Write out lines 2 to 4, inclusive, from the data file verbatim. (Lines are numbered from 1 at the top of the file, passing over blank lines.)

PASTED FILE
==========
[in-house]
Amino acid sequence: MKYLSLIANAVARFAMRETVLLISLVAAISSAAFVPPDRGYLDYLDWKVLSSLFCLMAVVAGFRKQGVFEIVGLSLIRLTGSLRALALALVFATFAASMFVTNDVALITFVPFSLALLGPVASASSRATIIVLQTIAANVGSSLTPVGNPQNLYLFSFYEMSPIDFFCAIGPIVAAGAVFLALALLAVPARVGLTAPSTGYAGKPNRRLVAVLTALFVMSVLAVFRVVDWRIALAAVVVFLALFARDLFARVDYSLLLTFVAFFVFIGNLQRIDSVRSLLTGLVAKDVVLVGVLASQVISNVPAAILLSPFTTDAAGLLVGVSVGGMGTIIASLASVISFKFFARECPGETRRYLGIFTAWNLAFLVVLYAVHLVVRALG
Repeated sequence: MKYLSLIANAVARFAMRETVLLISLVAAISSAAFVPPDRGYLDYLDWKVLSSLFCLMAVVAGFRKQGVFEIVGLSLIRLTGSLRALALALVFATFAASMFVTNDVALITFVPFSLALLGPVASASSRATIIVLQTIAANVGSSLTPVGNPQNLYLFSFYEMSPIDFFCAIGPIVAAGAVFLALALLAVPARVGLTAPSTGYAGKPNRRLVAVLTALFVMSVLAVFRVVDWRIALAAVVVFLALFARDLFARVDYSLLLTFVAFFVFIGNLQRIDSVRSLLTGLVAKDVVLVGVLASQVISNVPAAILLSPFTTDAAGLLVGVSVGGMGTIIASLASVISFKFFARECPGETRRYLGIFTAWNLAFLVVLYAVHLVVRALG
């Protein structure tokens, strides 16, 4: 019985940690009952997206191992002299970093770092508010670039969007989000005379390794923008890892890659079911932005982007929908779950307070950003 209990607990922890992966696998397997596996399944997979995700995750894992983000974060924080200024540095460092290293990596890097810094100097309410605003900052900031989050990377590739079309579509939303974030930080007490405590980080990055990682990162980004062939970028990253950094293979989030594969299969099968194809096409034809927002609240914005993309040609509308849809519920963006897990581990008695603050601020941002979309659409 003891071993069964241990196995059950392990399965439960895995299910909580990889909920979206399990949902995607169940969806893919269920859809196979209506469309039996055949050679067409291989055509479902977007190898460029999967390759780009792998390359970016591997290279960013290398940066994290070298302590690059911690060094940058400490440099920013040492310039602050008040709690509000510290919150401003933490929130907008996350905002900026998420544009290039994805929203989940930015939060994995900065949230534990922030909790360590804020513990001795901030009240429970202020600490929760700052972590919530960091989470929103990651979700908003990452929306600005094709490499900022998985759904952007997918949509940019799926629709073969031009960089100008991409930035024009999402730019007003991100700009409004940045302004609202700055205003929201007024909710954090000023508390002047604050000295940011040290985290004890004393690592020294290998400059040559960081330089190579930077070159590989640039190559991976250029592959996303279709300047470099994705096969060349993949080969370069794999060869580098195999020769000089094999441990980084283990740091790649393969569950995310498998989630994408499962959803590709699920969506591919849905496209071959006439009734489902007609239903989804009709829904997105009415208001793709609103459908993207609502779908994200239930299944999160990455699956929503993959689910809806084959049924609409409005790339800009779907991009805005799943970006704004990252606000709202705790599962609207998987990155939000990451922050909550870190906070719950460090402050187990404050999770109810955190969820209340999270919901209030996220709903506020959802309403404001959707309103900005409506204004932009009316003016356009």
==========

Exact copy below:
Amino acid sequence: MKYLSLIANAVARFAMRETVLLISLVAAISSAAFVPPDRGYLDYLDWKVLSSLFCLMAVVAGFRKQGVFEIVGLSLIRLTGSLRALALALVFATFAASMFVTNDVALITFVPFSLALLGPVASASSRATIIVLQTIAANVGSSLTPVGNPQNLYLFSFYEMSPIDFFCAIGPIVAAGAVFLALALLAVPARVGLTAPSTGYAGKPNRRLVAVLTALFVMSVLAVFRVVDWRIALAAVVVFLALFARDLFARVDYSLLLTFVAFFVFIGNLQRIDSVRSLLTGLVAKDVVLVGVLASQVISNVPAAILLSPFTTDAAGLLVGVSVGGMGTIIASLASVISFKFFARECPGETRRYLGIFTAWNLAFLVVLYAVHLVVRALG
Repeated sequence: MKYLSLIANAVARFAMRETVLLISLVAAISSAAFVPPDRGYLDYLDWKVLSSLFCLMAVVAGFRKQGVFEIVGLSLIRLTGSLRALALALVFATFAASMFVTNDVALITFVPFSLALLGPVASASSRATIIVLQTIAANVGSSLTPVGNPQNLYLFSFYEMSPIDFFCAIGPIVAAGAVFLALALLAVPARVGLTAPSTGYAGKPNRRLVAVLTALFVMSVLAVFRVVDWRIALAAVVVFLALFARDLFARVDYSLLLTFVAFFVFIGNLQRIDSVRSLLTGLVAKDVVLVGVLASQVISNVPAAILLSPFTTDAAGLLVGVSVGGMGTIIASLASVISFKFFARECPGETRRYLGIFTAWNLAFLVVLYAVHLVVRALG
């Protein structure tokens, strides 16, 4: 019985940690009952997206191992002299970093770092508010670039969007989000005379390794923008890892890659079911932005982007929908779950307070950003 209990607990922890992966696998397997596996399944997979995700995750894992983000974060924080200024540095460092290293990596890097810094100097309410605003900052900031989050990377590739079309579509939303974030930080007490405590980080990055990682990162980004062939970028990253950094293979989030594969299969099968194809096409034809927002609240914005993309040609509308849809519920963006897990581990008695603050601020941002979309659409 003891071993069964241990196995059950392990399965439960895995299910909580990889909920979206399990949902995607169940969806893919269920859809196979209506469309039996055949050679067409291989055509479902977007190898460029999967390759780009792998390359970016591997290279960013290398940066994290070298302590690059911690060094940058400490440099920013040492310039602050008040709690509000510290919150401003933490929130907008996350905002900026998420544009290039994805929203989940930015939060994995900065949230534990922030909790360590804020513990001795901030009240429970202020600490929760700052972590919530960091989470929103990651979700908003990452929306600005094709490499900022998985759904952007997918949509940019799926629709073969031009960089100008991409930035024009999402730019007003991100700009409004940045302004609202700055205003929201007024909710954090000023508390002047604050000295940011040290985290004890004393690592020294290998400059040559960081330089190579930077070159590989640039190559991976250029592959996303279709300047470099994705096969060349993949080969370069794999060869580098195999020769000089094999441990980084283990740091790649393969569950995310498998989630994408499962959803590709699920969506591919849905496209071959006439009734489902007609239903989804009709829904997105009415208001793709609103459908993207609502779908994200239930299944999160990455699956929503993959689910809806084959049924609409409005790339800009779907991009805005799943970006704004990252606000709202705790599962609207998987990155939000990451922050909550870190906070719950460090402050187990404050999770109810955190969820209340999270919901209030996220709903506020959802309403404001959707309103900005409506204004932009009316003016356009």